Wild Coast activists set international precedent in campaign against exploitation of the sea

Wild Coast activists set international precedent in campaign against exploitation of the sea
Ocean activist Flo Jung from Germany protests against oil giant Shell and the Shearwater seismic vessel Amazon Warrior as it arrives in Cape Town, South Africa, on 21 November 2021. (Photo: EPA-EFE/Nic Bothma)

We dedicate our 2022 environmental heroes accolade to six organisations whose tireless efforts against the exploitation of the sea and its communities deserve South Africa's recognition. The leading ones were Sustaining the Wild Coast, Amadiba Crisis Committee, Natural Justice, the Legal Resources Centre, Greenpeace Africa and the law firm Cullinan & Associates.

It was the summer of 2021 when the largest environmental campaign in South Africa’s history was launched. On the beaches of the Eastern Cape, activists, academics, subsistence farmers, fisherfolk, traditional healers and lawyers rolled up their trousers and waded into the ocean, all in the name of safeguarding our marine heritage.

The protesters were affiliated to many organisations, but the leading ones were Sustaining the Wild Coast, Amadiba Crisis Committee, Natural Justice, the Legal Resources Centre, Greenpeace Africa and the law firm Cullinan & Associates. It is, therefore, to the management and staff of these six organisations that we dedicate our 2022 environmental heroes accolade.

For the answer to what they did, we need to go back to early December 2021 when the vessel Amazon Warrior had just arrived in South African waters and was waiting to blast its 48 airguns through the ocean floor and deep into the Earth’s crust.

The hunt, of course, was for oil and gas, and the hunters were local consortium Impact Africa and oil giant Royal Dutch Shell.

During that same week, we had watched an application for an urgent interdict play out in the Makhanda High Court. The advocates for the oil companies used every trick in the book to allow the seismic blasting to go ahead. But, a few days after Christmas last year, the interdict was granted and the Amazon Warrior was ordered to vacate the waters off the ecologically sensitive Wild Coast.

Then, on 1 September 2022, an even bigger victory was achieved. In a ruling that set an international precedent and was covered everywhere from The New York Times to The Sydney Morning Herald, a panel of three judges sided with the activists, rural communities and traditional healers.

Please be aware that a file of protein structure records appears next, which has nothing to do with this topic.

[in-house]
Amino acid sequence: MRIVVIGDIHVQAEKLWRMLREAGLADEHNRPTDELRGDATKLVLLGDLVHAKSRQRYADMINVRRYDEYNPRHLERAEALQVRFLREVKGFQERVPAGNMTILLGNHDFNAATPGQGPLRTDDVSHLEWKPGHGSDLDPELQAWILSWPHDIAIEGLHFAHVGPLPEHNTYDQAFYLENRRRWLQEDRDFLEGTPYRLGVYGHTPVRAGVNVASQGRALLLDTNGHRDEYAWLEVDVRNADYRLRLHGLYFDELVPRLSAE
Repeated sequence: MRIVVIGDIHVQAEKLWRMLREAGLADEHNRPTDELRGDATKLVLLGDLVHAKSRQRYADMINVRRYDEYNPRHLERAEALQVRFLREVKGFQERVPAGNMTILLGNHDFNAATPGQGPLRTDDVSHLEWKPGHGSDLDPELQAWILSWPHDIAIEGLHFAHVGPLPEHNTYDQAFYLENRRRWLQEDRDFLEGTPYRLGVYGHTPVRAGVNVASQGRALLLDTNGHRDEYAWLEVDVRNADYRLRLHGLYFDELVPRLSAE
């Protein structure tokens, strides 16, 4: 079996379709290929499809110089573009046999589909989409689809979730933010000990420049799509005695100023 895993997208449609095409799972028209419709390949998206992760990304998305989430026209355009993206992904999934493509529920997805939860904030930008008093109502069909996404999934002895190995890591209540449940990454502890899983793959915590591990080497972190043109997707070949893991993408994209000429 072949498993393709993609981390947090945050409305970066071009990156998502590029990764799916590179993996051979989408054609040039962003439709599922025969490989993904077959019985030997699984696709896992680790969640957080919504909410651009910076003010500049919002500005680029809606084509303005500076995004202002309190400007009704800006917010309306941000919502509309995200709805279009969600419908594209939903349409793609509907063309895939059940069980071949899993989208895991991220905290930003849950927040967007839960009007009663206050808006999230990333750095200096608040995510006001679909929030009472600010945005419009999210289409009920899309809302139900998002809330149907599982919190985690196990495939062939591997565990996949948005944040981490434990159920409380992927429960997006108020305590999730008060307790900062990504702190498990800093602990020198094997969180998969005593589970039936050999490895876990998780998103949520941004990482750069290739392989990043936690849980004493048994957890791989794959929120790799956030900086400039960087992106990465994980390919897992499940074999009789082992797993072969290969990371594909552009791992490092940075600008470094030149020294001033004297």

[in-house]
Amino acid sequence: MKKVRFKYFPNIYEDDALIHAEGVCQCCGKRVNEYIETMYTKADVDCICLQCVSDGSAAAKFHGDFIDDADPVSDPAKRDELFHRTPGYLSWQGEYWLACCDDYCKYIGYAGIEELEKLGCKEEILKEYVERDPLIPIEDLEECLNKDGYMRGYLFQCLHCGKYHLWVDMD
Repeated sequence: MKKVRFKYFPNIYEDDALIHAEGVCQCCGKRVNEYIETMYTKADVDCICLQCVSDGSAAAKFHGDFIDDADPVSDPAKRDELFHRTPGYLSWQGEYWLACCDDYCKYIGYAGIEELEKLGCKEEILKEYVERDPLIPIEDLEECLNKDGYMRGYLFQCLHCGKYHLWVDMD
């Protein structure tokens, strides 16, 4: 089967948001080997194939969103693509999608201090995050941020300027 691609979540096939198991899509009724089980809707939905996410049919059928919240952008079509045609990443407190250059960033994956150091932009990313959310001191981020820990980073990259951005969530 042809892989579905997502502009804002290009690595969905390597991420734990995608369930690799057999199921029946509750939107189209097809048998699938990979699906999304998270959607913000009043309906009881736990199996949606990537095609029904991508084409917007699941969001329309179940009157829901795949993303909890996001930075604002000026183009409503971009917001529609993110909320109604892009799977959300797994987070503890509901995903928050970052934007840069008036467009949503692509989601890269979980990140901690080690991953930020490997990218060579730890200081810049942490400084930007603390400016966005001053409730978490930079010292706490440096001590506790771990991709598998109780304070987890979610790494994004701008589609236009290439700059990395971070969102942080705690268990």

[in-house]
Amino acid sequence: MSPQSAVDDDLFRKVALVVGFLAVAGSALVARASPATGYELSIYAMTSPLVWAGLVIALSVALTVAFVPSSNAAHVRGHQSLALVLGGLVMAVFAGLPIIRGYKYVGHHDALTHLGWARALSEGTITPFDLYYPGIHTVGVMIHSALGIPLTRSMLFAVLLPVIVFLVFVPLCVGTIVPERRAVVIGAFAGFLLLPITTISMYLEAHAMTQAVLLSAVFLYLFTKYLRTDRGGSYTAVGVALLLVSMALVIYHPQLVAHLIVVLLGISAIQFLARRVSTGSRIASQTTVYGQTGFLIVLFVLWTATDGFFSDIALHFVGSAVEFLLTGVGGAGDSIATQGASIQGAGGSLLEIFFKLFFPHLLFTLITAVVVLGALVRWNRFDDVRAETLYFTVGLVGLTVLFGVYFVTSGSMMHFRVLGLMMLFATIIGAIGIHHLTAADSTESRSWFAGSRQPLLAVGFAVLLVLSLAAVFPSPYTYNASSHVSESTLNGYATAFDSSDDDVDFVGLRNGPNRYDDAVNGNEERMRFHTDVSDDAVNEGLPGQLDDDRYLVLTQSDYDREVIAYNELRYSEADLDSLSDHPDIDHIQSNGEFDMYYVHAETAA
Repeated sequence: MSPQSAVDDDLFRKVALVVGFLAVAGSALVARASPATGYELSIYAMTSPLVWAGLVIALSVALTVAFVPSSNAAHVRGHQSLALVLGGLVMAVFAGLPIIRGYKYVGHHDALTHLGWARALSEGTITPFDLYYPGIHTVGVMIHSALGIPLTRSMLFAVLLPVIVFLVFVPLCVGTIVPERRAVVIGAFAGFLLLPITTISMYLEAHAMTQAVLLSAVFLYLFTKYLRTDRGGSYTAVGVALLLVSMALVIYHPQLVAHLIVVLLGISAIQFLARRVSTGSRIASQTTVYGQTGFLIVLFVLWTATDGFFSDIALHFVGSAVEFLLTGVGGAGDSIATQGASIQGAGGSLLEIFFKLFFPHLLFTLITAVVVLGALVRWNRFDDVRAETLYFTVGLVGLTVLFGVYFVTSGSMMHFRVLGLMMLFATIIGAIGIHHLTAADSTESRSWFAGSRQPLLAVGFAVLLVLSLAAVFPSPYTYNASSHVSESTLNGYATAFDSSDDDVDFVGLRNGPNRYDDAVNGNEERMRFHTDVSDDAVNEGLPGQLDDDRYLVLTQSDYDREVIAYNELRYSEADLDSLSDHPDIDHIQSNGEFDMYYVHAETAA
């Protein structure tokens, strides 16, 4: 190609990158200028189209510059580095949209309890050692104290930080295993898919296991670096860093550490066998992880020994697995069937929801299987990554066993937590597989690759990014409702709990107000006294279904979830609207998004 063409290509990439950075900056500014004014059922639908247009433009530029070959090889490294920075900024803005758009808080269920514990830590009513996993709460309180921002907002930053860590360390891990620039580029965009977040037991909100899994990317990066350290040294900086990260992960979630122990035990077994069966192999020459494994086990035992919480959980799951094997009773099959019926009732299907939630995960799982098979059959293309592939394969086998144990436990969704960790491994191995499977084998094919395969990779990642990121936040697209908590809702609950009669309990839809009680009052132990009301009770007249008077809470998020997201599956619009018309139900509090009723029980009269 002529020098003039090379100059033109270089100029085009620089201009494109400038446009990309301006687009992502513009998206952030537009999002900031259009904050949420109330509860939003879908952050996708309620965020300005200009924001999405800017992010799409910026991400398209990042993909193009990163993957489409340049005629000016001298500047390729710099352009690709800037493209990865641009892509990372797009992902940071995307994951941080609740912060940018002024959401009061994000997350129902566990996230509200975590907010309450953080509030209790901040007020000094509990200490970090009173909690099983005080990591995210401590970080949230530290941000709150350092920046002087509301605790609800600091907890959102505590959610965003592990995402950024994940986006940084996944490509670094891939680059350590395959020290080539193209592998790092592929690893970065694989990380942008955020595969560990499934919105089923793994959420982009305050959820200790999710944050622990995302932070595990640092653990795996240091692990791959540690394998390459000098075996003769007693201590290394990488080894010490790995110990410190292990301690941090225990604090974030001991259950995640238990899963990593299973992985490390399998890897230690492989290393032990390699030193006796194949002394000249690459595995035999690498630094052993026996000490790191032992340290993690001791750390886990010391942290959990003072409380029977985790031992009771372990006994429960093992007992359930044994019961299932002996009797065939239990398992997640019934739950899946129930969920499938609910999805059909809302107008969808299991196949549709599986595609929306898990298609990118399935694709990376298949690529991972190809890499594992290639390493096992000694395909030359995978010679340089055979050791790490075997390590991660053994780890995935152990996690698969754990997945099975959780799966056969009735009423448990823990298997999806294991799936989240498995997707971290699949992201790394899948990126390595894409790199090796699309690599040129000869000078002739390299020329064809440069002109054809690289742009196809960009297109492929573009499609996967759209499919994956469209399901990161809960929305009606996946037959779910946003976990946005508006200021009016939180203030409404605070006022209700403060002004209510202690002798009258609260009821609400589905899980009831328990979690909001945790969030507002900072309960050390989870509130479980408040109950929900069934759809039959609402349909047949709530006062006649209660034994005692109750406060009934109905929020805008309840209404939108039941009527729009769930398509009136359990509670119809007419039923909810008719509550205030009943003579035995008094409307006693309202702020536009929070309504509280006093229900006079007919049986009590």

They said in their judgment that the government, and more specifically the Department of Mineral Resources and Energy under Minister Gwede Mantashe, had granted an “unlawful” exploration licence to begin with.

Amid the celebrations, the question of whether Mantashe and the oil companies would take the matter on appeal still remained.

The answer, we now know, was yes. We also know that we live in a more intense world than a year ago, with the stakes a lot higher, and both sides in the battle more entrenched in their positions.

This is mainly because of two things.

One, the devastating impacts of climate collapse that we have witnessed in the past 12 months, particularly in places like Pakistan, the US state of Florida and the KwaZulu-Natal coast, where the destruction of infrastructure and loss of life and livelihoods have been all but unimaginable.

Two, the doubling down on the doublespeak from the oil and gas industry in Africa, whose response to the devastation has been to co-opt the language of the climate activists while continuing apace with their plans for extraction.


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In other words, without being sensationalist, our environmental heroes sit on the interface between truth and lies, survival and collapse, life and death.

“I think this case represents a global turning of the tide against Big Oil,” said Cormac Cullinan, founder of Cullinan & Associates, during an Our Burning Planet webinar in November 2022 – and we at DM168 couldn’t agree more.

The final question, then, is: Will the Supreme Court of Appeal uphold the Makhanda High Court’s decision? For her part, Nonhle Mbuthuma of the Amadiba Crisis Committee is confident of another victory.

“Shell is trying to appeal against the planet and humanity,” she said on 13 December 2022, “as if the environment and the people who safeguard it have no right to be protected. We are ready to continue this fight.” DM168

How we chose the People of the Year winners

In the past, Daily Maverick journalists decided who they thought warranted the title of Person of the Year, but for the second year running, we have asked readers to vote for their preferred choice, with the proviso that we still have the final say. Choosing the annual winners is a labour of love because that’s what it takes to get a bunch of DM editors to decide whether they agree or disagree with the choices of 13,000 readers. Over the next few days, we shall republish online all the results in various categories. Heather Robertson, DM168 editor

This story first appeared in our weekly Daily Maverick 168 newspaper, which is available countrywide for R25.

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